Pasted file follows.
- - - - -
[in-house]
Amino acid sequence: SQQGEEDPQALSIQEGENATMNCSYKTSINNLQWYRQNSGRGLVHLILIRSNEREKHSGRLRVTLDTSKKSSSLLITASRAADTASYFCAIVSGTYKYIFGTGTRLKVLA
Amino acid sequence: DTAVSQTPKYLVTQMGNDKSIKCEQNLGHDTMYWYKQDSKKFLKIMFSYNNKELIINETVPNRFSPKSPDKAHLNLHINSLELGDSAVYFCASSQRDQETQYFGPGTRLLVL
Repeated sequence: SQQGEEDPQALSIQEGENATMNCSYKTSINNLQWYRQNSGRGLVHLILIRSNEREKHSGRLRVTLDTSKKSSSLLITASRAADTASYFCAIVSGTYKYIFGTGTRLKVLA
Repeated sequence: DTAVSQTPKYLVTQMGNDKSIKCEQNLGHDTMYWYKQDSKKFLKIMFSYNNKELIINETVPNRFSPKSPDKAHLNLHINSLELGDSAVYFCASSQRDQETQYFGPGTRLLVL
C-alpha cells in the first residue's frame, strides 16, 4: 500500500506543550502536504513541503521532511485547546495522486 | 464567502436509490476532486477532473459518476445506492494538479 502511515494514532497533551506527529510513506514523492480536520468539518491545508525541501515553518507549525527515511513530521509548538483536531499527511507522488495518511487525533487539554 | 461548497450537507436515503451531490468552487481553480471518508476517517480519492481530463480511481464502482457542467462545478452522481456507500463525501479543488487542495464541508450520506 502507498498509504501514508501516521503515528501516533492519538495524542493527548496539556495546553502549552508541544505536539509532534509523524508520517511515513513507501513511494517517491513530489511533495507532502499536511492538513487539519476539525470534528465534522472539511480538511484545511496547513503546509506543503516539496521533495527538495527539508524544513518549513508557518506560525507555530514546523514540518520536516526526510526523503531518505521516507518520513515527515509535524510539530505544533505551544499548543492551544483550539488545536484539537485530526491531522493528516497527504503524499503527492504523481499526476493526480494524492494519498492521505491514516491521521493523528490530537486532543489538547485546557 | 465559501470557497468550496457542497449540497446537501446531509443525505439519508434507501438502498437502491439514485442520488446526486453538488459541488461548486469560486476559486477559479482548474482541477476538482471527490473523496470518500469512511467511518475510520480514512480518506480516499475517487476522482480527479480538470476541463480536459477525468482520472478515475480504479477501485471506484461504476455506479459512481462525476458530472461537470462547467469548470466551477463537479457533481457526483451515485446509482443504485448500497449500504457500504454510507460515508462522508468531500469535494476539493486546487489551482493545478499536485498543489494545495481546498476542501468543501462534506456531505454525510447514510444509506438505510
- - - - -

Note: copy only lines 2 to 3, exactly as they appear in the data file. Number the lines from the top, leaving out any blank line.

Amino acid sequence: SQQGEEDPQALSIQEGENATMNCSYKTSINNLQWYRQNSGRGLVHLILIRSNEREKHSGRLRVTLDTSKKSSSLLITASRAADTASYFCAIVSGTYKYIFGTGTRLKVLA
Amino acid sequence: DTAVSQTPKYLVTQMGNDKSIKCEQNLGHDTMYWYKQDSKKFLKIMFSYNNKELIINETVPNRFSPKSPDKAHLNLHINSLELGDSAVYFCASSQRDQETQYFGPGTRLLVL